Modern Languages Faculty Accomplishments
Aura Baki considers music to have a positive effect in her classroom. Minutes before
her class begins she uses Spanish music as background. As her students arrive to
classroom, she welcomes, greets and talks to them in the target language. The idea
is to create a relaxed environment which is conducive to learning about the Spanish
language and culture in a more natural and effective way.
Toshiko Bell attended the ACTFL (American Council on Teaching of Foreign
Languages) conference/workshop in Philadelphia on November 17,2012. Thanks to her
inspiration and encouragement two of her students will be studying abroad in Japan.
Alicia Fernández Barbero established a weekly coffee hour for students to practice
Spanish in a more informal setting. Every Monday students can practice Spanish with
a native speaker that uses a recreational approach to the language. It also becomes a
great opportunity to interact with other students in ways that can change the students´
perspective of what learning a language means.
Giorgio Galbussera presented a paper entitled "The alien within the family: Liberating the
mother from the prison of family values in Io sono l’amore" at the annual conference of the
American Association for Italian Studies in Eugene, OR. While there he also attended panels on
language pedagogy and the use of film in the foreign language classroom.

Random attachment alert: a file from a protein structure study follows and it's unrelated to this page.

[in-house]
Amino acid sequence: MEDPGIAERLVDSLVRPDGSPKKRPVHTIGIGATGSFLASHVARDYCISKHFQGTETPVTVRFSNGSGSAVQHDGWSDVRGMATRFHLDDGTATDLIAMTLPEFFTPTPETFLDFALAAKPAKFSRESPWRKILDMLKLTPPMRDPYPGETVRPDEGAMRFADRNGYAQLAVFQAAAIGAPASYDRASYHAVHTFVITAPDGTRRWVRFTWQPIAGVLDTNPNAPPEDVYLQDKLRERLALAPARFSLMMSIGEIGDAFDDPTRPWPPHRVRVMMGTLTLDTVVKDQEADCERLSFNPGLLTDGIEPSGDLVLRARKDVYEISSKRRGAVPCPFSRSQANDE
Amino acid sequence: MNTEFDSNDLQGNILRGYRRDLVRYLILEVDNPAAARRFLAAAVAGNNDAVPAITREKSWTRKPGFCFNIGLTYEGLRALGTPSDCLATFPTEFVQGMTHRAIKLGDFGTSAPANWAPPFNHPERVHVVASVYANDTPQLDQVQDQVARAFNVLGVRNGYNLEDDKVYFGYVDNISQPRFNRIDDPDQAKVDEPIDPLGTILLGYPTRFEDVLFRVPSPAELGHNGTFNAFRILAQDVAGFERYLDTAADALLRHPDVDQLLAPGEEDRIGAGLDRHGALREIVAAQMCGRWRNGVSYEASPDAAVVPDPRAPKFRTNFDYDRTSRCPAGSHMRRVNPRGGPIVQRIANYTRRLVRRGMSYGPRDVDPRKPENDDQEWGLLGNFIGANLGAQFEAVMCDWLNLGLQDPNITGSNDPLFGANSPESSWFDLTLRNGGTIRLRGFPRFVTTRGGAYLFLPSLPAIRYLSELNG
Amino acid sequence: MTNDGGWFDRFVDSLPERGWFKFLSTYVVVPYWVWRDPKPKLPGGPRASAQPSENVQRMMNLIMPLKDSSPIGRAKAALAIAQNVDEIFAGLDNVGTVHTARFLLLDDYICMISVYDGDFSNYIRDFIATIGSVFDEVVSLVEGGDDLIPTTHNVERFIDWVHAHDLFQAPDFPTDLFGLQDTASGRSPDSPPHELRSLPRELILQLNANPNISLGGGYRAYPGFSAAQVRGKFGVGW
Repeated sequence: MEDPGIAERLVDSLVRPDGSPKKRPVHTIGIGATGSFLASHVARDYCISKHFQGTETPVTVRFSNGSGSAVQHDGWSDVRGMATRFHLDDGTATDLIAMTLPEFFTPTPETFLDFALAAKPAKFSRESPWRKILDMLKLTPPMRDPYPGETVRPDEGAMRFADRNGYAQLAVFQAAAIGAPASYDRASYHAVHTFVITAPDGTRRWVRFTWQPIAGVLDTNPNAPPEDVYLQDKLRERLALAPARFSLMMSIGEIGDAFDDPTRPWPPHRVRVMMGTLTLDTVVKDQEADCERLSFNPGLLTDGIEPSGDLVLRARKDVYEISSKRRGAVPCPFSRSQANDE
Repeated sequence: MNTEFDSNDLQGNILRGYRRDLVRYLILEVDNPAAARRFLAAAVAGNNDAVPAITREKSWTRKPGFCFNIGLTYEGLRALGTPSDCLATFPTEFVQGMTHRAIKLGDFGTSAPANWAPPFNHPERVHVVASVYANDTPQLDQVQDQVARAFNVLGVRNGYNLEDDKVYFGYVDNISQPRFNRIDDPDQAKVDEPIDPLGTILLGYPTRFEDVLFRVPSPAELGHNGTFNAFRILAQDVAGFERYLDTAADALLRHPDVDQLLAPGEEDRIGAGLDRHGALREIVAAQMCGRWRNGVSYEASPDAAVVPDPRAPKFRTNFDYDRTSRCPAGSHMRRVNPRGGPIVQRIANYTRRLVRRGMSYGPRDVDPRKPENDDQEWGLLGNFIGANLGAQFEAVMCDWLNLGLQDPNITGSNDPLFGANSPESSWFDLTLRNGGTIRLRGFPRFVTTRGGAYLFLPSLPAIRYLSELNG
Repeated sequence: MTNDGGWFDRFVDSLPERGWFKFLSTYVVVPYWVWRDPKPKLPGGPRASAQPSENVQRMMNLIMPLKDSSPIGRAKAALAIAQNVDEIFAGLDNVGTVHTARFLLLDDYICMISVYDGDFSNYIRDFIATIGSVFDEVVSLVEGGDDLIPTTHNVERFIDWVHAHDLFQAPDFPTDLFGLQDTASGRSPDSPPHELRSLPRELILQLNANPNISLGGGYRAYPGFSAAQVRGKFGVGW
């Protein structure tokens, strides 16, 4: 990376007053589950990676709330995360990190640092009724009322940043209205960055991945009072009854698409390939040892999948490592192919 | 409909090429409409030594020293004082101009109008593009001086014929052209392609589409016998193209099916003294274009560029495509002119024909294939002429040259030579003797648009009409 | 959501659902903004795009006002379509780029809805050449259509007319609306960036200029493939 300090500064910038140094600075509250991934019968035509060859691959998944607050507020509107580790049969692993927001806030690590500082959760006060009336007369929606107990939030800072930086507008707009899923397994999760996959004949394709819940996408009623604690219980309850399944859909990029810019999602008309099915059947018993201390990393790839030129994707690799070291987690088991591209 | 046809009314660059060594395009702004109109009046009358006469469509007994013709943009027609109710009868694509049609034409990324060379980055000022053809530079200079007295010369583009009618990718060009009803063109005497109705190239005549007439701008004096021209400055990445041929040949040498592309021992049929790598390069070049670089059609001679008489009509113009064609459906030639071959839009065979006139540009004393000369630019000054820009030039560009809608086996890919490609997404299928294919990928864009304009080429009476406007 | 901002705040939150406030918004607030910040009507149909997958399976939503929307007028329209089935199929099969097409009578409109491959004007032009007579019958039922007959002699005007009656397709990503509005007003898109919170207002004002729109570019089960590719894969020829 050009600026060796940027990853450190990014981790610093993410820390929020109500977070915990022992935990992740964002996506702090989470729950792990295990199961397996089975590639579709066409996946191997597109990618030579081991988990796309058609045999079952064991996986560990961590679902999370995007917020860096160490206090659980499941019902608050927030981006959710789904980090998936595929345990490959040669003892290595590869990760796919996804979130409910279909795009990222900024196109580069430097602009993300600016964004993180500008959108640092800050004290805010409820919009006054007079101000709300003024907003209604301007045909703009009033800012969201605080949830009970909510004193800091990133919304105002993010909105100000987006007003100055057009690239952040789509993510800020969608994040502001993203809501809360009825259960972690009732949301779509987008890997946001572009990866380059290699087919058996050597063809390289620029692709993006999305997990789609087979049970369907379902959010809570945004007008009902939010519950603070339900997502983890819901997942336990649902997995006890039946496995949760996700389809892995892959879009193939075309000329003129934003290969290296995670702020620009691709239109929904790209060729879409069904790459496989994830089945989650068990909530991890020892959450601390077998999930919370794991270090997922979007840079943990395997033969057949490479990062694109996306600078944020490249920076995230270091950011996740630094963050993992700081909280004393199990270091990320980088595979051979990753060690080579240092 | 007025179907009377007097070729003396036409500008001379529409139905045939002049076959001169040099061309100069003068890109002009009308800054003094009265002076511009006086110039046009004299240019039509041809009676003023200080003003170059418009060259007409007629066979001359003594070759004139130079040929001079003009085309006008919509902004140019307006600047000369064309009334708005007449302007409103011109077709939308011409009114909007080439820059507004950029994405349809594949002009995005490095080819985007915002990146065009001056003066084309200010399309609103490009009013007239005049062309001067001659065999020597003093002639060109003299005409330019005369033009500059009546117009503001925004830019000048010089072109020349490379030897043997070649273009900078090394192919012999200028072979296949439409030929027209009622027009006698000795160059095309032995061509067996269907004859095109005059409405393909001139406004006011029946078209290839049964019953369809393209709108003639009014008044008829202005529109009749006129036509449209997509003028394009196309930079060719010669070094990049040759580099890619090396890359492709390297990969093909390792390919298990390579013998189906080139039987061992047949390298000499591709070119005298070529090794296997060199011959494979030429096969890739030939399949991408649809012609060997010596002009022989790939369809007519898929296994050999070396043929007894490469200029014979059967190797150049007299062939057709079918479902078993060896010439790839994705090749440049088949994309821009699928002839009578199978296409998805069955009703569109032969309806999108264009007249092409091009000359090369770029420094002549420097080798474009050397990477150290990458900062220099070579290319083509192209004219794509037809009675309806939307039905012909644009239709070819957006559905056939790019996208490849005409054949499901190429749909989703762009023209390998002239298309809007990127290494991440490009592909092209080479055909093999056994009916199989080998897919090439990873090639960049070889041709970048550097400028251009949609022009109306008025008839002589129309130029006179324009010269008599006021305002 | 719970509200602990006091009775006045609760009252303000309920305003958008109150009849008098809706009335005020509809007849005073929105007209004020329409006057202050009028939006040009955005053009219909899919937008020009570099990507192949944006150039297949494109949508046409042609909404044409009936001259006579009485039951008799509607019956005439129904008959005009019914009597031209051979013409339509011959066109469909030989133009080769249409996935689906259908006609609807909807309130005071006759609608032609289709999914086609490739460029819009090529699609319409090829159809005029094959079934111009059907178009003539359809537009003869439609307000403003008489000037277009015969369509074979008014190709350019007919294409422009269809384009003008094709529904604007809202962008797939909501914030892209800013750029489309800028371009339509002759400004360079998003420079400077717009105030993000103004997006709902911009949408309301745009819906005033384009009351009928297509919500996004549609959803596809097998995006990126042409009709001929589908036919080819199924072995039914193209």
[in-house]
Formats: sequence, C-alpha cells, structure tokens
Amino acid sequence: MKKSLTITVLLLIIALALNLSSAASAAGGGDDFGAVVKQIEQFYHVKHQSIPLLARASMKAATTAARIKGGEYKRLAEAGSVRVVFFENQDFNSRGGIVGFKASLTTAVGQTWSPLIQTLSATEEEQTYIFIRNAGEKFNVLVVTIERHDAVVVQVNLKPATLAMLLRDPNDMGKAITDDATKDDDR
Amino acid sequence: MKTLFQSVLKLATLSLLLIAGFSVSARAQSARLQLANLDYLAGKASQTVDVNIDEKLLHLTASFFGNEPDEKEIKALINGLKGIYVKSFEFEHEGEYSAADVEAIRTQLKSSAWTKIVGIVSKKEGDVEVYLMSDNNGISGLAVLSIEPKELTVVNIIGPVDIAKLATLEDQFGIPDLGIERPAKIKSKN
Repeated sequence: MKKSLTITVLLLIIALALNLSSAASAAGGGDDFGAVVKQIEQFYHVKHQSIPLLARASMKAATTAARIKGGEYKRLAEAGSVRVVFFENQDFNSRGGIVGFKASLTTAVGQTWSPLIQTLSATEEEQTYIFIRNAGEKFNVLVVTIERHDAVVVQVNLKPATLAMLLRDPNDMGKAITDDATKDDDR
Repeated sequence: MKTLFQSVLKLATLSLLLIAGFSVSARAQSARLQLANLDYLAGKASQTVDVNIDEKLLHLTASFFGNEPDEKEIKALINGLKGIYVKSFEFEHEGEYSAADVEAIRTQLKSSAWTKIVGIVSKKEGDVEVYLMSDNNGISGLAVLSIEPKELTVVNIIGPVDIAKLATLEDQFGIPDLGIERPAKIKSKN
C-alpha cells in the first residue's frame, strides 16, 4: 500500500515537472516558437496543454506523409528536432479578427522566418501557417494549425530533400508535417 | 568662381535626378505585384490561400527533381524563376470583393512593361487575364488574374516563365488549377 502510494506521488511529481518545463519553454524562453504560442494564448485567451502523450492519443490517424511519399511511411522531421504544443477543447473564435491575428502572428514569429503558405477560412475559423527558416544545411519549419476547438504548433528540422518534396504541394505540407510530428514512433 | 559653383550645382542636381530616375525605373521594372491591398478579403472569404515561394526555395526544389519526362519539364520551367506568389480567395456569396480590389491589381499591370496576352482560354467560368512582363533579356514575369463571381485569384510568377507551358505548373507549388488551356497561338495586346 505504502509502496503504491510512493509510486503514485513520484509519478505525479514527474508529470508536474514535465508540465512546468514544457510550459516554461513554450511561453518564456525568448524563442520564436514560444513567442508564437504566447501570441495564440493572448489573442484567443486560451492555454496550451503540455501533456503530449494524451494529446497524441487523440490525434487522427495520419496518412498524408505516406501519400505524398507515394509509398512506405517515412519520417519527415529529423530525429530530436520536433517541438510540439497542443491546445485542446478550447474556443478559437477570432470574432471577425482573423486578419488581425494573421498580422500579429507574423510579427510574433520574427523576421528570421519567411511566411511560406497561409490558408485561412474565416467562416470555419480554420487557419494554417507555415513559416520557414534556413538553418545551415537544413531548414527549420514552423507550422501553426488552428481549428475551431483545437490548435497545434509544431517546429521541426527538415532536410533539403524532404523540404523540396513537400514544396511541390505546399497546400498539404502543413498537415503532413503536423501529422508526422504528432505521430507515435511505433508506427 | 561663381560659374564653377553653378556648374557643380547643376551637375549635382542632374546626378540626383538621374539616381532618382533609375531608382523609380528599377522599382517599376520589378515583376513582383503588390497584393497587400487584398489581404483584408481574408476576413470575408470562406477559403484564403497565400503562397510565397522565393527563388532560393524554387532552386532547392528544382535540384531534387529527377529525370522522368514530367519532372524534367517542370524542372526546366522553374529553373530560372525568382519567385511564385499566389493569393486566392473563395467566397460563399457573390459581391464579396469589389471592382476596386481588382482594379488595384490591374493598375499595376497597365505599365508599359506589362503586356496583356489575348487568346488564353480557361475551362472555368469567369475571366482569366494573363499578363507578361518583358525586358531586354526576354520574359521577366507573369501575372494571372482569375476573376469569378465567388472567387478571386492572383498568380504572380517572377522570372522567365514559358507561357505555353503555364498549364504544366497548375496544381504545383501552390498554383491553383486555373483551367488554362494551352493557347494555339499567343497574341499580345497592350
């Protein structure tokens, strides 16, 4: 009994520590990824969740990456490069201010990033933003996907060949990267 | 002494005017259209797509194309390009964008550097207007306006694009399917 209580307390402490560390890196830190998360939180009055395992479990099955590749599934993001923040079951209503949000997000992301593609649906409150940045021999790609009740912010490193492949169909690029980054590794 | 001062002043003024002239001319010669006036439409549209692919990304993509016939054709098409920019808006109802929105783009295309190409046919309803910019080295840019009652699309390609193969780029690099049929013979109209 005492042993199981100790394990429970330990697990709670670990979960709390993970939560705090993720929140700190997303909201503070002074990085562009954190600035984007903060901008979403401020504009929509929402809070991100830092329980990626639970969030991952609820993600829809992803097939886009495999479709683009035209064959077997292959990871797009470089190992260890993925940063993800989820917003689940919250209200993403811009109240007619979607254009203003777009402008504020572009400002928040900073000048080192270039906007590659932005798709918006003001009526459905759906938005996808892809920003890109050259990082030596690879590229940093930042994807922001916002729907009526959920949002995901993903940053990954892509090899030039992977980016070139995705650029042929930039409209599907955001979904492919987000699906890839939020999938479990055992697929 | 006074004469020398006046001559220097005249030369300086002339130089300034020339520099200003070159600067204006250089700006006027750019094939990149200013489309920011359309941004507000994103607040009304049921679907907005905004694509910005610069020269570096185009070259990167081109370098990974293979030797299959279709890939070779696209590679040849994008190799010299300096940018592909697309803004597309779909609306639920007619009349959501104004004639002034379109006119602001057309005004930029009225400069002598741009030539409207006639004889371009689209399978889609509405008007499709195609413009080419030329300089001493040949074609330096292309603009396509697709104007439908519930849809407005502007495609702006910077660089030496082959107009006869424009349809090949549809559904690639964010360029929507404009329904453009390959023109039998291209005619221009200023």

Joanne Lucena, chair of the Department of Modern Languages and Cultures, received the Christian R. and Mary F. Lindback Award for Distinguished Teaching on March 29, 2014. She received high praise from student nominators for her international interactions and mentorship.
Sophie Rivara-Lipschutz published a poem, The Tempest, in The World Poetry
Movement, an organization that promotes and encourages the art of poetry among
Gabriela Segal is part of a Cengage Learning technology focus group that reviews
Intermediate Spanish Programs. In addition, she reviews proposals for new textbooks
with Cengage Learning and Vista Higher Learning, is a reviewer for Foreign Languages
Annals, and taught a new course about Females Struggles in Latin America last
Aroline Seibert-Hanson took part in a 2-day workshop on "Discourse Analysis and L2
Teaching and Materials Development" put on by the Center for Advanced Learning and
Proficiency Education and Research at Penn State University. She will use what she
learned in her teaching and coordinating of courses this fall.
Edith Stetser gave a new course, "France from 1789 to the present." This course
presented the evolution of the French social structures and the constitution from its start
to today. The structure of the course lent itself to a comparison of similar policies and
rights between the French system and the American one. It ended being a course in
history, sociology and modern politics.
Li-Hsueh Tsai used innovative teaching strategies to incorporate Chinese culture
into the curriculum to encourage students to develop an appreciation for the integral
connection between language and culture and the expression of thoughts. As students
develop an awareness about various aspects of Chinese culture such as the Moon
festival, Chinese New Year and Calligraphy, they begin to see how Chinese values and
customs serve to construct reality and influence the way Chinese people think, feel, and
view the world.